Where it gets complicated is when dealing with more nuanced, on-the-ground issues. For example, maybe an insurer will say it’ll cover all drugs as long as they’re deemed medically necessary. But what is medically necessary? Who defines that? And how?
“When you do that on a case-by-case level, it’s very hard to enforce,” Frank said. “You have to do a lot of investigation. And, you know, there are judgment calls here.”
There are prominent calls for this to change. The White House’s opioid commission, for one, dedicated a section of its final report to better enforcement of parity laws, asking that the Department of Labor get “real authority to regulate the health insurance industry” and that insurers that violate parity laws “be held responsible.”
Beyond parity requirements, states can enact laws and regulations that force insurers to cover certain medications without prior authorization or other barriers. That’s what Illinois has done with Medicaid and buprenorphine. And according to Brightwell, it’s improved the situation on the ground when dealing with Medicaid plans, particularly compared to private insurance plans that don’t face the same rules.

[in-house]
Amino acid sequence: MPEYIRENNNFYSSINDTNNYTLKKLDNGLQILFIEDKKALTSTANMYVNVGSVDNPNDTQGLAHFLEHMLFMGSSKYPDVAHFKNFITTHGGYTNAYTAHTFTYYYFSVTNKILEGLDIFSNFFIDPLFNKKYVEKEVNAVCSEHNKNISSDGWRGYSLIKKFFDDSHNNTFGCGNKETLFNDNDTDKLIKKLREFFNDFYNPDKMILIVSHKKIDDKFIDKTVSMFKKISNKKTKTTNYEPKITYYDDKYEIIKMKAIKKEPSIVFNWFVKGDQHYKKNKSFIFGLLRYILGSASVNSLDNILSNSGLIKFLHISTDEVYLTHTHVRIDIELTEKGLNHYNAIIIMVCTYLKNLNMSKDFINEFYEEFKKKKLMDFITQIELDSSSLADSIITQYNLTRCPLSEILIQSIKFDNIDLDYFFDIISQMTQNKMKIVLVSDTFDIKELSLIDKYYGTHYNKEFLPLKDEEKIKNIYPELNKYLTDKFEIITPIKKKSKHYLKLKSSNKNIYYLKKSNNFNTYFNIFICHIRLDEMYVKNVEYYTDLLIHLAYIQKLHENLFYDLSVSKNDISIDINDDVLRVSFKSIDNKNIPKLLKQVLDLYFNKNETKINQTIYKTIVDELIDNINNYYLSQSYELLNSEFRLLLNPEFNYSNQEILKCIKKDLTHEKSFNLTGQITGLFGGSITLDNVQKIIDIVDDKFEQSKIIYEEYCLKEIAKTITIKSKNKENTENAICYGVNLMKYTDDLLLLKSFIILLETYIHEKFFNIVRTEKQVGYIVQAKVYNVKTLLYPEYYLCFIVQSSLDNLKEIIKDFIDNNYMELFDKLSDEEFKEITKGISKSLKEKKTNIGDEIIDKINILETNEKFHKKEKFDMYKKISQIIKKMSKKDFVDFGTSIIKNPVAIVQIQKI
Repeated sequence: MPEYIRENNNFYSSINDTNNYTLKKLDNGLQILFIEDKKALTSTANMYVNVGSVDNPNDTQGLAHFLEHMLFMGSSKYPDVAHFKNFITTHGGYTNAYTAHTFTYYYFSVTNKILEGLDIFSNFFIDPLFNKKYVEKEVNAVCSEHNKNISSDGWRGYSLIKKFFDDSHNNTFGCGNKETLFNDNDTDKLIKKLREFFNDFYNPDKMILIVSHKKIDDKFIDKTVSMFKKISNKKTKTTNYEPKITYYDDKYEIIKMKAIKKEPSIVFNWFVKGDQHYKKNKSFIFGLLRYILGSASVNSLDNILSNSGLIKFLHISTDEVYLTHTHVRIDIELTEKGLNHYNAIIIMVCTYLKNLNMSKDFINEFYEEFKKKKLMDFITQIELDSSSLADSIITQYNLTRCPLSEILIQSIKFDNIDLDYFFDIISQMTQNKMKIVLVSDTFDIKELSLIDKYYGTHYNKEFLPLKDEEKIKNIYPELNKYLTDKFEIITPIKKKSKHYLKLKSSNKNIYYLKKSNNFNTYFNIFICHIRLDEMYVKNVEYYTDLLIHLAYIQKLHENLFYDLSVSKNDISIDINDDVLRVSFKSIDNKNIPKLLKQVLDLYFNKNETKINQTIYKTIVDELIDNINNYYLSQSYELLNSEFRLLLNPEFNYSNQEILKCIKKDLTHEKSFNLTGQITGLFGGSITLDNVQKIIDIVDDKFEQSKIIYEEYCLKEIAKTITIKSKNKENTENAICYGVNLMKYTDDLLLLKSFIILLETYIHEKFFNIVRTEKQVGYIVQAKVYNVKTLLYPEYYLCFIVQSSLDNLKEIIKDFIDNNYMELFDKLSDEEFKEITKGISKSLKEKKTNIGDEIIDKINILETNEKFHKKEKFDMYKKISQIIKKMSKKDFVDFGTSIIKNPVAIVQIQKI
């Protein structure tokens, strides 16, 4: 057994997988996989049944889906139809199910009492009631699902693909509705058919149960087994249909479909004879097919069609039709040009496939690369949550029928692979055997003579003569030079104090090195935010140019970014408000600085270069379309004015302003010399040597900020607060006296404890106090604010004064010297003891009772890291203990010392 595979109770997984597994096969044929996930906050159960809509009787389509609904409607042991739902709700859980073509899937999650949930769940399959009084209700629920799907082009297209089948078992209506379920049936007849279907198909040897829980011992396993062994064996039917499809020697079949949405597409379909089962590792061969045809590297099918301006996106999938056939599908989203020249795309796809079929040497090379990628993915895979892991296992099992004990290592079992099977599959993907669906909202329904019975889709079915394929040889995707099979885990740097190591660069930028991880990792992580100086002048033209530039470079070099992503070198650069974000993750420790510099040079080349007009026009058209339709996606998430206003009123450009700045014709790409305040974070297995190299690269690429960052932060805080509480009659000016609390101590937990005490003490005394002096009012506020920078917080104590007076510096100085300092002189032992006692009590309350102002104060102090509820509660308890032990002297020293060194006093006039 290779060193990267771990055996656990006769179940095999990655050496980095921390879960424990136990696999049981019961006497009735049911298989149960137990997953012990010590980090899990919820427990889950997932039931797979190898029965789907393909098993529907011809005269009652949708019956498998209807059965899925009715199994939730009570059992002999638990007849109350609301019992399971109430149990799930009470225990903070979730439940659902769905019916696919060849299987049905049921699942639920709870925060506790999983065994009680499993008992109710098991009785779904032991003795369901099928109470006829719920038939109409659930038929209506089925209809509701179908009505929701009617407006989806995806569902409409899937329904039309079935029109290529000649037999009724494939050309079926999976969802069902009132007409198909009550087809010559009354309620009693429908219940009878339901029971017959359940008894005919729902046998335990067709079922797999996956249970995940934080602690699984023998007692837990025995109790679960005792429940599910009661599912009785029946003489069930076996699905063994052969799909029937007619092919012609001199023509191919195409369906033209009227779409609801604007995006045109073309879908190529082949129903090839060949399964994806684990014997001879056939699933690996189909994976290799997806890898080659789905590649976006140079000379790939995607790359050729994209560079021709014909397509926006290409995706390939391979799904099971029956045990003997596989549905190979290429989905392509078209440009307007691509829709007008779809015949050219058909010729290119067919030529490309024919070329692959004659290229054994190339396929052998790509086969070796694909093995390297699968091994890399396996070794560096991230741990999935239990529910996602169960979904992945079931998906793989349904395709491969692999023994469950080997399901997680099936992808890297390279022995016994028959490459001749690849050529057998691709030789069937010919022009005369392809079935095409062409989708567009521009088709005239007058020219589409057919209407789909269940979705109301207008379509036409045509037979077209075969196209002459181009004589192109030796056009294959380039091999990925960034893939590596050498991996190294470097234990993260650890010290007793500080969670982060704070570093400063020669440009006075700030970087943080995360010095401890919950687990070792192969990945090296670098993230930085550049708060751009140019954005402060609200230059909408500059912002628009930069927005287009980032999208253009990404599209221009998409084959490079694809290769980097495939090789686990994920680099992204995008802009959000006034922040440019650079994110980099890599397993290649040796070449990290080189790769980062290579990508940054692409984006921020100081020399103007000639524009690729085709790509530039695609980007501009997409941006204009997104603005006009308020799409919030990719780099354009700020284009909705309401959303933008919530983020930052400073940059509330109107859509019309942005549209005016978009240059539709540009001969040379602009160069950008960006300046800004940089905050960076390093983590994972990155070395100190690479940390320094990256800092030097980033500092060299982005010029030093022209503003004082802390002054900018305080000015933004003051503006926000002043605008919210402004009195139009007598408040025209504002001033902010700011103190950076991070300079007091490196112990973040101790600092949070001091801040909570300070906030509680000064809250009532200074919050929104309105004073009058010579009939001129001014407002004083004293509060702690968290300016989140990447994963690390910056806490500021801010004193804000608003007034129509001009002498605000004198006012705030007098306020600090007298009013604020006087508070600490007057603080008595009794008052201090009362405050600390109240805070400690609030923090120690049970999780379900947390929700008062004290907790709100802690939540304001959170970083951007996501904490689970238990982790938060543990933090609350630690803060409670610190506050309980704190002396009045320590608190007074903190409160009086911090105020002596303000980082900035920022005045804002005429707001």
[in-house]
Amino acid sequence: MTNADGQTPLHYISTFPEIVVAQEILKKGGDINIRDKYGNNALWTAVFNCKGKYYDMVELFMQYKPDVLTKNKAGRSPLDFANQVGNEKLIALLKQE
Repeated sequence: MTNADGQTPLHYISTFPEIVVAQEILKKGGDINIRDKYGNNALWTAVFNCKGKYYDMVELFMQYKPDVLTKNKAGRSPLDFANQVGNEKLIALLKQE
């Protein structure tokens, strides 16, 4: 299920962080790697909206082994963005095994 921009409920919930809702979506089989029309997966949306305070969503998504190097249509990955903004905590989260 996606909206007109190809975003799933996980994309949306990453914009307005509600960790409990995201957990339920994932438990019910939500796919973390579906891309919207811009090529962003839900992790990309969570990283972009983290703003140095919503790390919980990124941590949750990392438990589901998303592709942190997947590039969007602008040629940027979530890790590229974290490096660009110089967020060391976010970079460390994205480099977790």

In general, these measures are about getting insurers on board with a rapidly changing mainstream view of what addiction is. As America spent decades dealing with addiction more as a criminal justice issue than as a public health concern, it’s been easy for insurers to punt on paying for this kind of care. But as the opioid epidemic forces the country to rethink how it looks at addiction — by putting it into more of a public health framework — that may be starting to shift.
Until then, people like Mandy fear getting left behind.
“I have friends who died from heroin,” she said. “I know people in treatment who relapsed multiple times just in the eight weeks I was there. I mean, it’s rough. This is not an easy thing to kick. And that’s why I need the buprenorphine.”